The Institutional Challenge: Uncertainty in the Political Process
Since Germany has still no energy ministry, competences and responsibilities between the two ministries in charge (economics and environment) are not clear, leading to uncertainties and delays in the planning process. There is considerable wrangling between the liberal economics minister, Philipp Rösler (FDP), and the “greener” and more progressive environment minister, Norbert Röttgen (CDU).
Once citizens themselves have taken a democratic decision, it will be far more difficult for them to go back on it.
The Logistical Challenge: Huge Investments vs. Long Distances and Citizen Protests
The proposed shift to renewable energy relies heavily on offshore wind power. The building of wind parks in the North Sea and the Baltic Sea will be very expensive and requires enormous capital expenditure by investors.
The energy produced there will also need to be transported to Germany’s industrial centres in the south and west. No precise and promising plan for the large-scale construction of grids is yet in place, and NIMBY-protests along any new power lines could cause major delays and produce additional costs.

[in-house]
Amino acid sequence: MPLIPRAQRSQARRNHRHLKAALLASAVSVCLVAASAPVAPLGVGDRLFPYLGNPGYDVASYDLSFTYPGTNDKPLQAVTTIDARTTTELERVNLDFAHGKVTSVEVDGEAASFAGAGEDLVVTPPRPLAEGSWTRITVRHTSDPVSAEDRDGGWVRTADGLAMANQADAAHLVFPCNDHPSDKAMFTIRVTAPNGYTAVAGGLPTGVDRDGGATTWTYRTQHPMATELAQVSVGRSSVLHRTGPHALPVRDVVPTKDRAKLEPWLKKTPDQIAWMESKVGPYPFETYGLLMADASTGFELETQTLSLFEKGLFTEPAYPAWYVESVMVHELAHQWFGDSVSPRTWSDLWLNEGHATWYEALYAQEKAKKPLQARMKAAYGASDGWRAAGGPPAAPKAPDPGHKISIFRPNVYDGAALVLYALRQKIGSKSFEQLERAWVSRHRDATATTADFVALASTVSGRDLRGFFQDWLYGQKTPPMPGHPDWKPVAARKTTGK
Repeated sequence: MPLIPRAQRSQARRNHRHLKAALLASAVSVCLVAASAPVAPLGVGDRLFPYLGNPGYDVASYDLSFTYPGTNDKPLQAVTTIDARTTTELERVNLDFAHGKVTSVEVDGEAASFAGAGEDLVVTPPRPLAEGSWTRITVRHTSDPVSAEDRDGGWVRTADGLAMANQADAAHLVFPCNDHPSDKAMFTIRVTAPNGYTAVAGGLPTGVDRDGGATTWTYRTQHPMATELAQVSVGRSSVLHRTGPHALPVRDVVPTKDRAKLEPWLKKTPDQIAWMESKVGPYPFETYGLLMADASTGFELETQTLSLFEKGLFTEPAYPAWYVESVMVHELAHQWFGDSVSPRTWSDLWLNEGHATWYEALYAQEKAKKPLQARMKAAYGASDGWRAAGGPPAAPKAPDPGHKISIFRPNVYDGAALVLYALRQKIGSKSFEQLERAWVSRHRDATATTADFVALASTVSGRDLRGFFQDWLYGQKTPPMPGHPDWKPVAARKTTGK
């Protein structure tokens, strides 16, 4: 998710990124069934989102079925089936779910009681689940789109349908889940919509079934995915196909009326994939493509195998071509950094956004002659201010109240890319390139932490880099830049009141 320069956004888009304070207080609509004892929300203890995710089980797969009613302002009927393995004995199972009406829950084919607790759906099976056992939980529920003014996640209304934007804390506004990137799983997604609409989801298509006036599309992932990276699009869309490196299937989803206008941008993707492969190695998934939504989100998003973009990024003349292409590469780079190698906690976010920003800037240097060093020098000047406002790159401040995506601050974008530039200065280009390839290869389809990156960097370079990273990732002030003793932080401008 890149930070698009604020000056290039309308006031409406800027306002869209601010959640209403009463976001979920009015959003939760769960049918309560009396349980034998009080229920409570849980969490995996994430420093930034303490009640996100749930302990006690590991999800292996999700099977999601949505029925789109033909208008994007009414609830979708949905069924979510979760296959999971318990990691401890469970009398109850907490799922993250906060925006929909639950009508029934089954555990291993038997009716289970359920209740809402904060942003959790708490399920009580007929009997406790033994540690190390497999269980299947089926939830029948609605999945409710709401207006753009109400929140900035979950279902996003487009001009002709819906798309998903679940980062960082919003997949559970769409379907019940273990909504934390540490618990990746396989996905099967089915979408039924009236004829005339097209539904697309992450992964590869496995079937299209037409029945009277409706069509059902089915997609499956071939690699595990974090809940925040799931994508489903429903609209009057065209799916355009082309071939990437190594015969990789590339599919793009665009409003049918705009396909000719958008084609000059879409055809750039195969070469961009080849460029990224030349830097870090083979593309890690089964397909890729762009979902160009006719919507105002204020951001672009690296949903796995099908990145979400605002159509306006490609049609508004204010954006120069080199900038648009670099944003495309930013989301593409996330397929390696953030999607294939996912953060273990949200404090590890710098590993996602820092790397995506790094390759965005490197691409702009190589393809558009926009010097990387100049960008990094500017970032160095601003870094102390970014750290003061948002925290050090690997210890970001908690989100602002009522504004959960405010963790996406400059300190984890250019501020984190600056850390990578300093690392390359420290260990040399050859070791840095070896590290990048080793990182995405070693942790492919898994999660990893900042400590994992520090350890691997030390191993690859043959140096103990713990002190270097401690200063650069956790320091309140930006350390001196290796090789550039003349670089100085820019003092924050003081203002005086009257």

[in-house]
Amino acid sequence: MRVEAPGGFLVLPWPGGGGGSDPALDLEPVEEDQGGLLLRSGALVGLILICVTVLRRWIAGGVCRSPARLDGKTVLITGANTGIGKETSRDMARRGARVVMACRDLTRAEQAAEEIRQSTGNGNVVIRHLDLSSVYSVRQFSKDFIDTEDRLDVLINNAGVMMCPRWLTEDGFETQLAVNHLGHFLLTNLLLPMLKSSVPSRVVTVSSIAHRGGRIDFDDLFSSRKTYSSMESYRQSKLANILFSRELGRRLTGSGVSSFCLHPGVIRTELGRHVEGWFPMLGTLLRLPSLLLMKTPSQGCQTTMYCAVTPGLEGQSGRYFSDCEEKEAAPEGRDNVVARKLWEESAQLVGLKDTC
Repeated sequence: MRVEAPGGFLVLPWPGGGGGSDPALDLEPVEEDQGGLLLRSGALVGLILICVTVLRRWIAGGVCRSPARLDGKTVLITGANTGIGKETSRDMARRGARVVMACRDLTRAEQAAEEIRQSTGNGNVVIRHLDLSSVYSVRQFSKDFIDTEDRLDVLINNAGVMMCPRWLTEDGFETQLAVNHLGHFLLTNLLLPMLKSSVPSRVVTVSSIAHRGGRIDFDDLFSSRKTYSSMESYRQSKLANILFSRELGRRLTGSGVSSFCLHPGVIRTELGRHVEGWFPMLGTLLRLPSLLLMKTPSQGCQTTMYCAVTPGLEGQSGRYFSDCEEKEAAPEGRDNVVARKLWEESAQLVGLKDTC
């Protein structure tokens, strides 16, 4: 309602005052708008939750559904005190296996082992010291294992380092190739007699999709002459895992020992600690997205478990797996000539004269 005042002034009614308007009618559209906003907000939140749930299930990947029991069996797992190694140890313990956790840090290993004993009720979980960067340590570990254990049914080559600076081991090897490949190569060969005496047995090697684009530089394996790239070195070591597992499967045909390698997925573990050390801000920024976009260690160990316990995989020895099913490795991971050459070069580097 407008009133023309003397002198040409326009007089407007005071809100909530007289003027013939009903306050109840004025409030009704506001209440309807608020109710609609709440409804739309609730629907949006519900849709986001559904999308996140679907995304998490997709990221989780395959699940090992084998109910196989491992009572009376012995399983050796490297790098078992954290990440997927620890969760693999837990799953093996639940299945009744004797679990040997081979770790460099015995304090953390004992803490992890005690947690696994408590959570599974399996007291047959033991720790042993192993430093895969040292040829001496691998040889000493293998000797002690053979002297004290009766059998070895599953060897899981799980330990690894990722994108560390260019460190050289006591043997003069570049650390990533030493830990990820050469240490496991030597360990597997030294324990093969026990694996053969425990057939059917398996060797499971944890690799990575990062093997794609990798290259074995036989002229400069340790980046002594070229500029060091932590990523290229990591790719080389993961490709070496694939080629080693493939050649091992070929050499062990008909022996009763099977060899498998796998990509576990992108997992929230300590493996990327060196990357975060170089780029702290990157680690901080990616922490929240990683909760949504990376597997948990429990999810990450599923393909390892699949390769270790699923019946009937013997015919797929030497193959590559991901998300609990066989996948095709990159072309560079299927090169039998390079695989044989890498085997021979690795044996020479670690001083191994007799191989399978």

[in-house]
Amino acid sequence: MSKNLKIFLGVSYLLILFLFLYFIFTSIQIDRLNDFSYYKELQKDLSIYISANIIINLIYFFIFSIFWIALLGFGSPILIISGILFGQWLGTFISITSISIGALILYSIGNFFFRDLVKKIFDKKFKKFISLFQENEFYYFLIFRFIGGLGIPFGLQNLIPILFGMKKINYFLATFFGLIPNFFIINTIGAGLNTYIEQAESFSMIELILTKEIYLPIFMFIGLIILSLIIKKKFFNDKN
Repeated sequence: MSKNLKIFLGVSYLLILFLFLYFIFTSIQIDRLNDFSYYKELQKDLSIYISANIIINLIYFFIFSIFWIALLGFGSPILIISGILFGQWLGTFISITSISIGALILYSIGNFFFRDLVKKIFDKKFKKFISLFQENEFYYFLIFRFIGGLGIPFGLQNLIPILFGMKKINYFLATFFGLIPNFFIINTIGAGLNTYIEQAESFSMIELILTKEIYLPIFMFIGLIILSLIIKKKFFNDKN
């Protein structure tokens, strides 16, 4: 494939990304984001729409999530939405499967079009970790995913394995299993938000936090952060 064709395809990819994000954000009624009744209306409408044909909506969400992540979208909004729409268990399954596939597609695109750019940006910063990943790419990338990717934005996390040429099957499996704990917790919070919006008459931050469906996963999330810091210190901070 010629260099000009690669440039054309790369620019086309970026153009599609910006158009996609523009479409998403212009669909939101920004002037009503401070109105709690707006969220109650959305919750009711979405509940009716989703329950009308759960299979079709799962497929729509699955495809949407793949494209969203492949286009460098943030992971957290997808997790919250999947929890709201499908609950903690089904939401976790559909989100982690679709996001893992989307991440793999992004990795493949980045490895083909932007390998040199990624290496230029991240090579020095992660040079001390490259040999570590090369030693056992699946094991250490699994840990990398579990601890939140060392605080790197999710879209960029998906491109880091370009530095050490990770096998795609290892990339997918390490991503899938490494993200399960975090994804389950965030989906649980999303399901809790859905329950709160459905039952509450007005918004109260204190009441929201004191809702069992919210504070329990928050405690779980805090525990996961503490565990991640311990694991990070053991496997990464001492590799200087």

The Political Challenge: Coal/Lignite vs. Natural Gas
The “Energy Shift” requires fossil “bridging” technologies such as coal/lignite and natural gas. There are significant differences between the political parties over the way forward on this.
The “Energy Shift” requires fossil “bridging” technologies such as coal/ lignite and natural gas. There are significant differences between the political parties over the way forward on this. While CDU und SPD favour the building of new coal-fired power stations, the Greens are strictly against coal or lignite which they say is dirtier and less flexible than natural gas when combining it with power from renewable energy sources.
The role of communication
While communication is only part of the problem and can therefore only be part of the solution, it is key to the success of Germany’s “Energy Shift” in two important ways: Communication needs to provide momentum from above, and it is important in facilitating progress on the ground.